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Living Leadership

It is the question that has been floating around the business world for decades: how do we become more effective leaders? We’ve all had managers or bosses who thought that leading meant barking orders, installing firm hierarchies, implementing rigid processes, or even just trying to be the most well-liked. We now know that effective leadership is far more complex, and has much more to do with guidance, support, and being deeply tuned-in to your team’s strengths, needs, and personality traits.

So much research has surfaced concerning the tie between mindfulness and effective leadership that even Google has founded a leadership institute centered around emotional intellegence. But before the trend hit Silicon Valley, there was Nicole Ehrenberg, a German business trainer who has spent the last 20 years working as a business coach and consultant. Experience has taught Nicole that, contrary to popular belief, leading is about encouragement, big-picture thinking, support, and above all, empowerment.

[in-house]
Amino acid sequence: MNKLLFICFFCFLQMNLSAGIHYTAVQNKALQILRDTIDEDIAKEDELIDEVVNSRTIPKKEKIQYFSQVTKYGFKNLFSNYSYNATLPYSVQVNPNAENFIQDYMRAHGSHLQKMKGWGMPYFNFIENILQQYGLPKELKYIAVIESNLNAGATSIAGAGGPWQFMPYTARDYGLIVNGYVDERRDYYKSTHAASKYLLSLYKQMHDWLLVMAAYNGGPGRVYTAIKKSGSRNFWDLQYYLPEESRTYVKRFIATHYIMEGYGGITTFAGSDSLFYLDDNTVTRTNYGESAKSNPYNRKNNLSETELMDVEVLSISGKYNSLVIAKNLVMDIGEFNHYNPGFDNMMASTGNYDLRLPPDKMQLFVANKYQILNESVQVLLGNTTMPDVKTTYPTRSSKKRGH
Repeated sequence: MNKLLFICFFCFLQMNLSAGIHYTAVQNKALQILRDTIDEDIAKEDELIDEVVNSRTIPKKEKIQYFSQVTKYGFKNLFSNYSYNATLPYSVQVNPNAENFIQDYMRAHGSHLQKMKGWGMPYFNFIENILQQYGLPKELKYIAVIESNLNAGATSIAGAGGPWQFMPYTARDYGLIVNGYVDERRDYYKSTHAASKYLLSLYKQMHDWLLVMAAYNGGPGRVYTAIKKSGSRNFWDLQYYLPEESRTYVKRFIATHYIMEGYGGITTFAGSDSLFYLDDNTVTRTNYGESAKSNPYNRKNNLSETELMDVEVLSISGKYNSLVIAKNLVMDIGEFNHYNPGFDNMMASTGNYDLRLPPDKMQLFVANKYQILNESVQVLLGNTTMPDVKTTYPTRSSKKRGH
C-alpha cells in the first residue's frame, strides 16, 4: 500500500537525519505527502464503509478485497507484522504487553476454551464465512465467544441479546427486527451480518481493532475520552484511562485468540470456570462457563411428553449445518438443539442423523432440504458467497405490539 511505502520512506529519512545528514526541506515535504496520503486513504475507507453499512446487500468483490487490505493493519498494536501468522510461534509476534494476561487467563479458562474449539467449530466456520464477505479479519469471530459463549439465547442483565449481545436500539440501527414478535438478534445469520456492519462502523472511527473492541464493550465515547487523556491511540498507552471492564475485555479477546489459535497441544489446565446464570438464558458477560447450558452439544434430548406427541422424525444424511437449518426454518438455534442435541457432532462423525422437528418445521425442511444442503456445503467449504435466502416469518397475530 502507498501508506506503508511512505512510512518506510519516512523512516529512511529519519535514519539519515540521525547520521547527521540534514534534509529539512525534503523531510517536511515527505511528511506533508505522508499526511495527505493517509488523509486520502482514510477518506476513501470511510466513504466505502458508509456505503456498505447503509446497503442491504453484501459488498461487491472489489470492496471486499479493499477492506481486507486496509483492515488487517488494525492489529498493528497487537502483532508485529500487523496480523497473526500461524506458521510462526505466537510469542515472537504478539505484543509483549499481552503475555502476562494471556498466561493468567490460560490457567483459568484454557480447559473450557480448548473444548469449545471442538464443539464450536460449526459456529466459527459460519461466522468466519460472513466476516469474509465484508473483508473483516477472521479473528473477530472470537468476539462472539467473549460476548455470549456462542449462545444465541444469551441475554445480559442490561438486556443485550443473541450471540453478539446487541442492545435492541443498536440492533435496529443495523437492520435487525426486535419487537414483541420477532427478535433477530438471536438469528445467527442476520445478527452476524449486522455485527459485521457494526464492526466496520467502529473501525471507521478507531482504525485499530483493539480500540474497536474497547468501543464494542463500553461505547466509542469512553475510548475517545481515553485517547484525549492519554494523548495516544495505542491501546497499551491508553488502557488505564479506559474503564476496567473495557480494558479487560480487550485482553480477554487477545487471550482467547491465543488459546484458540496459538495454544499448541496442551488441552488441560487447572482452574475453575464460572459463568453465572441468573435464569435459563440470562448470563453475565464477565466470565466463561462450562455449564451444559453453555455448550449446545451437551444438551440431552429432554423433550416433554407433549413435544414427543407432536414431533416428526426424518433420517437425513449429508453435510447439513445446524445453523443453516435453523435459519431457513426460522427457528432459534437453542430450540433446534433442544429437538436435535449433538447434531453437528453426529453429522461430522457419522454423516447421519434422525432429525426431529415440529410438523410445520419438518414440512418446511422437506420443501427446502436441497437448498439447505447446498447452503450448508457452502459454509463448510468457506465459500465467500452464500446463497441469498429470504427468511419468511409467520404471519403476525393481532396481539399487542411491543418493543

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Nicole trains individuals, corporates, and teams to adopt a more holistic approach to leadership, one that embraces creativity, mindfulness, and growth - empowering participants to dedicate themselves to a deeper understanding of their mission as leaders. Leaders often sabotage themselves, she says, in part because of our skewed impression of what leadership actually is. “It is the main issue that has been misunderstood for the last decade or so: that leadership is about telling people what to do and how to do it,” says Nicole. “If you want to lead people, you have to understand them. You have to support them if you want them to fulfill their potential.”